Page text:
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It's time to stop thinking of packaging as rubbish



Will this be the solution to cutting food waste packaging further?


Having spent weeks at home many of us have naturally reviewed how we live life. Many have audited expenditure and not only what we buy but how and when we buy it. With online shopping surging by 129% across UK and Europe then packaging has to be uppermost in the collective consciousness. Can we cut down waste full stop? Should we stop calling packaging ‘waste’? Should we really start to see packaging as a precious resource that requires repurposing? Indeed, can we recycle more of what we buy and also, does packaging need to be quite so complex?



Is this really acceptable?


Who can afford to ignore sustainability in their marketing?


Take cheesemongers, for example, they have been forced to close shops during the lockdown. Many have been developing innovative ways to sell remotely. This is great news and might well be a very sound business opportunity. Yet, how they choose to package their cheese has never been more important. If they can develop sustainable ways that would be yet another reason to buy from them. Sustainability is a USP and many companies are seriously working it into their philosophy.


Does unsustainable plastic wrapping put you off?


But those who buy supermarket cheese will have seen the rising trend in flexible plastic cheese packaging, you know the type that has a re-usable, ziplok capacity. They are great at keeping cheese fresh, but ultimately, are they good for the environment? Right now, these very handy packs are destined for landfill. I’m guessing that a huge number of people will consider this a reason not to buy.



It’s time to explore packaging


Well, it looks like their ‘bad ass’ reputation is going to be challenged by a new initiative that hopes to push this flexible plastic packaging through recycle centres. We all know that recycling is quite a headache and much of what we recycle needs to be sorted, often by hand. It is complex, often unhygienic, time consuming and labour intensive. Isn’t it time we went right back to the beginning regarding what we use to protect our food and our attitude towards packaging per se?


It’s good to see manufacturers teaming up with recycling companies


Cathedral City cheese, owned by Saputo Dairy has taken the initiative to do something under the current procedures and has teamed up with the recycling giant, Terracycle. This is an interesting development because currently the packaging used in these wrappings are not currently taken by local government pick-ups. To prevent them from ending up at landfill, the public can now drop them off at a location or sign up to the Terracycle website. This will enable the consumer to have access to downloadable free postage labels. These will then be collected by UPS and delivered onto Terracycle.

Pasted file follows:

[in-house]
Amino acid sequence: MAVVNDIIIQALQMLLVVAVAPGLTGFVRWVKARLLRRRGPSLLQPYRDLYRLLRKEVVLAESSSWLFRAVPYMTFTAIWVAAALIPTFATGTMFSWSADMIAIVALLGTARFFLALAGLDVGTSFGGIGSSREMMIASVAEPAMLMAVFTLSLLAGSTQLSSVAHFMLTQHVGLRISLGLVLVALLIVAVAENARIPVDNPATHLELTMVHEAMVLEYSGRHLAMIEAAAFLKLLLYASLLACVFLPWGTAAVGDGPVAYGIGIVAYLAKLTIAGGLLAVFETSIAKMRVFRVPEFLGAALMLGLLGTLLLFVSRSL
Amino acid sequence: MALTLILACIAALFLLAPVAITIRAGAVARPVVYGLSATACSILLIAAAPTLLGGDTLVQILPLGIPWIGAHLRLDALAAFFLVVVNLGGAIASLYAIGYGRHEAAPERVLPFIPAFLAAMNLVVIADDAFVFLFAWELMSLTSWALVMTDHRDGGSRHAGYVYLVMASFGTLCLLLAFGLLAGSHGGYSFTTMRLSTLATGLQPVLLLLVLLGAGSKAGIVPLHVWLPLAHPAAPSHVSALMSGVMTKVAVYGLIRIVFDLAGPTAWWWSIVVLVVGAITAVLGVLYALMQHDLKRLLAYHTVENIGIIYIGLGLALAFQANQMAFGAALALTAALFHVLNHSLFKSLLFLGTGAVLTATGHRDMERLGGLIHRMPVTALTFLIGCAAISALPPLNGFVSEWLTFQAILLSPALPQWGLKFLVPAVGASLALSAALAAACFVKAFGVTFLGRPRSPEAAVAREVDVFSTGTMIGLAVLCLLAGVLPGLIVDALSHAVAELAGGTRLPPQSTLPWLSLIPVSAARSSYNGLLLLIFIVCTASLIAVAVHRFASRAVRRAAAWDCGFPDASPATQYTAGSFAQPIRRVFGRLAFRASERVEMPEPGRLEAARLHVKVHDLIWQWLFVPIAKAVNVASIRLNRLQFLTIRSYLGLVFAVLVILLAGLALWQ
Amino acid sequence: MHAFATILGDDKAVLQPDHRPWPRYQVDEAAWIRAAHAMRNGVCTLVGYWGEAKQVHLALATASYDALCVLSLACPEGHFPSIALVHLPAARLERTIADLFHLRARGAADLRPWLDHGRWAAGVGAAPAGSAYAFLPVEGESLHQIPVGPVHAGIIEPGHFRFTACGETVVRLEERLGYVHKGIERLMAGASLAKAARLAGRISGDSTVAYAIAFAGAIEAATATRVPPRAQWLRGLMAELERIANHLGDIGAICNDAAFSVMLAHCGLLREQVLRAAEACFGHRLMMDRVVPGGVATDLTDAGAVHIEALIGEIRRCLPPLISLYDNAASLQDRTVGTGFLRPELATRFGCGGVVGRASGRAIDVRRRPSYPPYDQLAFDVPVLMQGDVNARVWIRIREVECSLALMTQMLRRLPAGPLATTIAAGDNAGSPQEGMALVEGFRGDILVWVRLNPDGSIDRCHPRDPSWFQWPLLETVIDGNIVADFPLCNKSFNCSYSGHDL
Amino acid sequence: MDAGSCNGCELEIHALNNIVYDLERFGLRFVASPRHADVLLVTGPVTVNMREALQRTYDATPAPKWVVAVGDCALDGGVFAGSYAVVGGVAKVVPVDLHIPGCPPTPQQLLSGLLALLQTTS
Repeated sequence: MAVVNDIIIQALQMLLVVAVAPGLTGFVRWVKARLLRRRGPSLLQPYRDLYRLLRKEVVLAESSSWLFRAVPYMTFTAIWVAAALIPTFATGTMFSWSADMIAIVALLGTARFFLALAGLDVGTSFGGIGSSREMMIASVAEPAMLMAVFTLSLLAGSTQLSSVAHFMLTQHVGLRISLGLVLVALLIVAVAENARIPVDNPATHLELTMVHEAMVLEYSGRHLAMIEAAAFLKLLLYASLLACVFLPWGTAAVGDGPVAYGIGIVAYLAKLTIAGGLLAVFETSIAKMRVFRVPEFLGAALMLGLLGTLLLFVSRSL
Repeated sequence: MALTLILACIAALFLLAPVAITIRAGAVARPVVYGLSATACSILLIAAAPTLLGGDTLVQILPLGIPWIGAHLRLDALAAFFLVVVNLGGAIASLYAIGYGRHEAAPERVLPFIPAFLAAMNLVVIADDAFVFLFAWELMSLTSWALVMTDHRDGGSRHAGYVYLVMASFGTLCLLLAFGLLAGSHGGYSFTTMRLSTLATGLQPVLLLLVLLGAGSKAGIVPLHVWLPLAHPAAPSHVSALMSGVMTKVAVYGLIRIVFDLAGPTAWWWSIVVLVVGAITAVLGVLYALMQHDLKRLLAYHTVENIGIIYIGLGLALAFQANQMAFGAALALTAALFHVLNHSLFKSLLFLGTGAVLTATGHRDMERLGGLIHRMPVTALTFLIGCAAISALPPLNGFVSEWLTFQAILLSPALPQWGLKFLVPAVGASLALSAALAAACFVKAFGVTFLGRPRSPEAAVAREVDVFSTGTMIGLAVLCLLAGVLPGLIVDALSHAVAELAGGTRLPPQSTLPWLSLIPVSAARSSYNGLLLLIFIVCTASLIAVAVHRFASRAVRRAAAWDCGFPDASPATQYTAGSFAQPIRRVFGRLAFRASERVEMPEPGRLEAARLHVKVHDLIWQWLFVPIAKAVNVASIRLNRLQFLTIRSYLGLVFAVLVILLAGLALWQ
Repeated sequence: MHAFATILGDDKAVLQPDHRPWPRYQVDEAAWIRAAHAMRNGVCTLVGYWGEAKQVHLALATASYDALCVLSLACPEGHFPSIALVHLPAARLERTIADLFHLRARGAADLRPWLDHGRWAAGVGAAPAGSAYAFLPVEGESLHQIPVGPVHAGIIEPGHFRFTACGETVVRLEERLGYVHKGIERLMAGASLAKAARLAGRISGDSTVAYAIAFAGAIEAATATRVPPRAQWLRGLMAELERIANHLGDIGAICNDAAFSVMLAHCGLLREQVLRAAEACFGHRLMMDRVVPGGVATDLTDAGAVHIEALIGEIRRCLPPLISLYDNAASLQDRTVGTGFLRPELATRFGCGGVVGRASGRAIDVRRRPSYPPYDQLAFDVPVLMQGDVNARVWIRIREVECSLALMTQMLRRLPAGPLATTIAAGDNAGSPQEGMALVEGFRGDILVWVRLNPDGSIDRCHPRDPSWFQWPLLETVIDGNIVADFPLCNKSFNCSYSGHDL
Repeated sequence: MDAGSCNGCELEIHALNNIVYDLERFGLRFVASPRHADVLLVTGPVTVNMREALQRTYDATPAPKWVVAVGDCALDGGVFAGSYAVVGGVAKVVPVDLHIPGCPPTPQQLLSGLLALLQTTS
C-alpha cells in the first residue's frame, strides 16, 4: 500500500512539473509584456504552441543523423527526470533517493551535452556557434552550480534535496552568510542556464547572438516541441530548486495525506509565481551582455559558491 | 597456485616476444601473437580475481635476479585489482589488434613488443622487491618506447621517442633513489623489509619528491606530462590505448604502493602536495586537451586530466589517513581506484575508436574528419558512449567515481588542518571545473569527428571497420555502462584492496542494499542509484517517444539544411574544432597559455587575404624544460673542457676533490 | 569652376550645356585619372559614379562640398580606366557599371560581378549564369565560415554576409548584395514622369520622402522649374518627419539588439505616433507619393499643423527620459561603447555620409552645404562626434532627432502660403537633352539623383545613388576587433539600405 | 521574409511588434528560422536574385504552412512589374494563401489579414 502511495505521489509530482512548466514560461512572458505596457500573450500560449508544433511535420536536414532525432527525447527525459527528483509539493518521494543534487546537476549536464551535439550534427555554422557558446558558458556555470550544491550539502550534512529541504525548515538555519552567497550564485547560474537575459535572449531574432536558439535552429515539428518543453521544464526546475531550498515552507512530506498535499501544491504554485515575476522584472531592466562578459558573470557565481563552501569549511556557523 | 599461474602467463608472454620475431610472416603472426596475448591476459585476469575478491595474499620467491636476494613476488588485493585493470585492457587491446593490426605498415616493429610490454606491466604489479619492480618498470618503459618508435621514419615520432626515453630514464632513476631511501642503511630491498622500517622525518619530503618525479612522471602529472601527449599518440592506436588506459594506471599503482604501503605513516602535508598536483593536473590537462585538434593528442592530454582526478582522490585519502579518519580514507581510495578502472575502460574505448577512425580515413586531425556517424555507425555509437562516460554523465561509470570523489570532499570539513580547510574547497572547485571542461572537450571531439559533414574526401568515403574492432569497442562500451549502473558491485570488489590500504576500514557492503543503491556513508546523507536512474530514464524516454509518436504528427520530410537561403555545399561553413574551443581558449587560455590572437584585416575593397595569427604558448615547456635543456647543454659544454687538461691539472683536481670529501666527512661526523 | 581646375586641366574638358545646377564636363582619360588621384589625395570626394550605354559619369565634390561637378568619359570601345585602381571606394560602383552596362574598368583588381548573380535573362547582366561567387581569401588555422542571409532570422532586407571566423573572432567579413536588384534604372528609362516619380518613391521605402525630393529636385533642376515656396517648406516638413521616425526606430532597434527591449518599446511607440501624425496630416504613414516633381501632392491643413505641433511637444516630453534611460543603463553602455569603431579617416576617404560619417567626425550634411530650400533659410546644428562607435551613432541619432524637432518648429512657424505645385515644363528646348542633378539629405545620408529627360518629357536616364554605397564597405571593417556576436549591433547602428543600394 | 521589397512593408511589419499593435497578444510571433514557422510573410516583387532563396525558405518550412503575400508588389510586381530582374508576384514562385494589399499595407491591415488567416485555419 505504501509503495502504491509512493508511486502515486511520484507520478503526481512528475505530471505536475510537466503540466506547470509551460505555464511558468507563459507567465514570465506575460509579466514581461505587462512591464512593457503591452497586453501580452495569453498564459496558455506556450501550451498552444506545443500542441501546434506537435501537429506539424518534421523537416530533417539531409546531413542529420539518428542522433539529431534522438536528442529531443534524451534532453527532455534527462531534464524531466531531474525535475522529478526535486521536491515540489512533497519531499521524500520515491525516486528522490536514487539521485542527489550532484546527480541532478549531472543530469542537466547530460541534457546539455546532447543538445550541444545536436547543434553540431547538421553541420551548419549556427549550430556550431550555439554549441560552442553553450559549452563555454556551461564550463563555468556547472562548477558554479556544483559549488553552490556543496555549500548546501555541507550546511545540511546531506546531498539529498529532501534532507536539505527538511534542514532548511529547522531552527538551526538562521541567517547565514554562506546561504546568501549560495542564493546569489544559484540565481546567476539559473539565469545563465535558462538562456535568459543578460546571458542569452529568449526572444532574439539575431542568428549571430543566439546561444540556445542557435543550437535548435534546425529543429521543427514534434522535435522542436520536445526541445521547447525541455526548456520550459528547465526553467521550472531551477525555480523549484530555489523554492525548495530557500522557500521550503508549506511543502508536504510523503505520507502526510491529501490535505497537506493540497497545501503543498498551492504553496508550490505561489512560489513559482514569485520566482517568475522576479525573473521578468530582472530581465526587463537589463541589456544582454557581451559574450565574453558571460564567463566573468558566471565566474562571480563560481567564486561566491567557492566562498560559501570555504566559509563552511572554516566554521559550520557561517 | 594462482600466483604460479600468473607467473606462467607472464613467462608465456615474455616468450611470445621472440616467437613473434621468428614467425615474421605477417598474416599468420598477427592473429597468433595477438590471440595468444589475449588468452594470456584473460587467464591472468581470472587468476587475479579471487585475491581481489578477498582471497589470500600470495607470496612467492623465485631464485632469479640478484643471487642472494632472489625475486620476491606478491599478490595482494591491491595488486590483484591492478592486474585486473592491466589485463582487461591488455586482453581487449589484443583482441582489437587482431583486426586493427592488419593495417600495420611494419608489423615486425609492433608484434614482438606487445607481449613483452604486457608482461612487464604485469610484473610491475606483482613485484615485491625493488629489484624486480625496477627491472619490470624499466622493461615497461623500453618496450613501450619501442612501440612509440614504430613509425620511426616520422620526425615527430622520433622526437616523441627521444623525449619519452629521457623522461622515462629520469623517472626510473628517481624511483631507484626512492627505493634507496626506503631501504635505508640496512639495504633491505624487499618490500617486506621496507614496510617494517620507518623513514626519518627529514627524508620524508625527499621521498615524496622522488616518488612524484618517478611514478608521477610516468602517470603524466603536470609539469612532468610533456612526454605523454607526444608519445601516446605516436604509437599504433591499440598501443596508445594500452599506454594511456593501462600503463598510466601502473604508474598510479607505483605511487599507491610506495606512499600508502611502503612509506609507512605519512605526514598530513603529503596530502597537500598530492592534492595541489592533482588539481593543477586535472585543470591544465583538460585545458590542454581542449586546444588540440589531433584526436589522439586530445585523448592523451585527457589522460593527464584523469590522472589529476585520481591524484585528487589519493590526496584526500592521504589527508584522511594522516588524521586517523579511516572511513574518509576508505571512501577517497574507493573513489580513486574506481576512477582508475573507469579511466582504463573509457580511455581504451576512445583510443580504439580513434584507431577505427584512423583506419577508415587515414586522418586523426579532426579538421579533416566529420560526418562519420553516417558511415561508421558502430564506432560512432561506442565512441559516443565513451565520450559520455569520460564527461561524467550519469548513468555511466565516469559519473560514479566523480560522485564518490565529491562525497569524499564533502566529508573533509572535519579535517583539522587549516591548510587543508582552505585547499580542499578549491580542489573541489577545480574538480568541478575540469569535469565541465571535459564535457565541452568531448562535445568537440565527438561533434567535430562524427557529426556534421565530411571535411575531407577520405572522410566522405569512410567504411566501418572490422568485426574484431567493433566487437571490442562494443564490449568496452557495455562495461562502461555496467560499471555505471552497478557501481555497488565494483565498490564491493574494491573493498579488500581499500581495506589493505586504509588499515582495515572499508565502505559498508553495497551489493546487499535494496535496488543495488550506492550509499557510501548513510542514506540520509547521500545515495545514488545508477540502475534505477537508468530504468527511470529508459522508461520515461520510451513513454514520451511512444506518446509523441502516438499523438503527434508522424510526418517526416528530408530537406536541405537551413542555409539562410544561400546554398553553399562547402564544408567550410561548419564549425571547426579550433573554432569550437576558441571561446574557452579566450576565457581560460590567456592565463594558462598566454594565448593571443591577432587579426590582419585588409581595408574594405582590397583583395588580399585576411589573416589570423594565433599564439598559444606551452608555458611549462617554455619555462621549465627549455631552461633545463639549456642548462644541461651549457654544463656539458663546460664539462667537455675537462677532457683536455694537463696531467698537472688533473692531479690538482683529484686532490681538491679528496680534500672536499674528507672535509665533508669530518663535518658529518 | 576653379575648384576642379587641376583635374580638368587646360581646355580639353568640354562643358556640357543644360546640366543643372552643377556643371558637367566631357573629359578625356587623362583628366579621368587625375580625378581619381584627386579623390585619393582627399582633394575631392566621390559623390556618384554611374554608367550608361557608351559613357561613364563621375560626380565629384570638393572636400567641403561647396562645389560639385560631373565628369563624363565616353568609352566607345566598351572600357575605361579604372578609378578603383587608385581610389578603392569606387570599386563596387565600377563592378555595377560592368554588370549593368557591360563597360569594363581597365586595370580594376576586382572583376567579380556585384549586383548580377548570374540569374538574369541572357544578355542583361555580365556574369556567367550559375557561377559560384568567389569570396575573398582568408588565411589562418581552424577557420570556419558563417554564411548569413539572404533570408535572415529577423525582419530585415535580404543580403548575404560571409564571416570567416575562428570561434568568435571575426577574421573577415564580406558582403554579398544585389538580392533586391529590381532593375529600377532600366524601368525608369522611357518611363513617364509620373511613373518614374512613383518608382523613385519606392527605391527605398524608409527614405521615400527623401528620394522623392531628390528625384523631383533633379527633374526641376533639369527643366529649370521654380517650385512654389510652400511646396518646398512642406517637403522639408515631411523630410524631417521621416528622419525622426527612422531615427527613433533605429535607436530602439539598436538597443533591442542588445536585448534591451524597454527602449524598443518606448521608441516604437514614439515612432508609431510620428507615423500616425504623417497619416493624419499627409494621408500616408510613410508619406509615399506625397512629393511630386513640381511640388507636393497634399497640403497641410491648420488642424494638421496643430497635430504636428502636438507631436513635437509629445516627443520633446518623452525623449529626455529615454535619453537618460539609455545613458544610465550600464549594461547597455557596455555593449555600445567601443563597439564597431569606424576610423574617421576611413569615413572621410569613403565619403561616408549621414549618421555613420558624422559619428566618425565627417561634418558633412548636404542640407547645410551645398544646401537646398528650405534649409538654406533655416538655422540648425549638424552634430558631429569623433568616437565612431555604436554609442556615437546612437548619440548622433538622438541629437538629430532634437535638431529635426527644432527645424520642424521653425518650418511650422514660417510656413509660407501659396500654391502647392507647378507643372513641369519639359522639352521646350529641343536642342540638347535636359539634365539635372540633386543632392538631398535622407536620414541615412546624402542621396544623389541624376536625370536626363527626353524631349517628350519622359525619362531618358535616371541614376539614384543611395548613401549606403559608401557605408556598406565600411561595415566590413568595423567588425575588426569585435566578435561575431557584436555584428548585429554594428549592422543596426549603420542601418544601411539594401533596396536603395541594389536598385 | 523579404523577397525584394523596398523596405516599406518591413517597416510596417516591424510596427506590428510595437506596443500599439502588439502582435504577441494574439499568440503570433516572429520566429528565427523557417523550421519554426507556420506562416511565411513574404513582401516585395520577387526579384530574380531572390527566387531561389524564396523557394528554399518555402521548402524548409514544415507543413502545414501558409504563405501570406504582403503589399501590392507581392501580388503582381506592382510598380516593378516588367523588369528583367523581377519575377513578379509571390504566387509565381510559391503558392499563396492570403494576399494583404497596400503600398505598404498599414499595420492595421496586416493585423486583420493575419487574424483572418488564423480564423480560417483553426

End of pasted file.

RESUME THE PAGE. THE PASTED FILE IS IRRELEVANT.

Surely there are even more innovative solutions?


Like Walkers' attitude to consumers posting back un-recyclable crisp packets, this is quite a clunky response to a conundrum. People are not keen on having to hang onto recycling to make a consignment return worthwhile. Who has the space or inclination to fill their house with aromatically challenging rubbish? But under the circumstances it is slightly better than doing nothing about the growing mountains of plastic waste.


The question people are asking is if Terracycle can recycle then why can’t others?


What may not be clear is that Terracyle has the capacity to separate the different polymers that make up the typical cheese packaging. It is a significant process and in addition, food waste has to be cleaned from the plastic to enable it to be re-used. Once this process has been completed the material is then extruded and shaped into pellets. These small plastic pellets are then used to form different items like gardening equipment, outdoor seating, play equipment etc.


Current initiatives are laudable, but the food industry has to tackle the recycling problem at source


Not many consumers are going to collect a minimum of 10 empty cheese packets before having them collected. However, at least the service is free and is being funded by the industry itself. This is a start and is in direct response to growing consumer awareness of environmental issues. My belief is that a change of approach is overdue. We should not see wrappings as waste; they are an important resource and should be treated with respect. That change would make a difference. However, sustainable, reusable and easily recycled basic packaging has to be the future. Ultimately, changing shopping habits may well make a profound difference. Companies are quickly cottoning on to the fact that sustainable may well make a difference on a purchase decision, as we know, money talks. Does packaging affect your purchase decisions? Should it?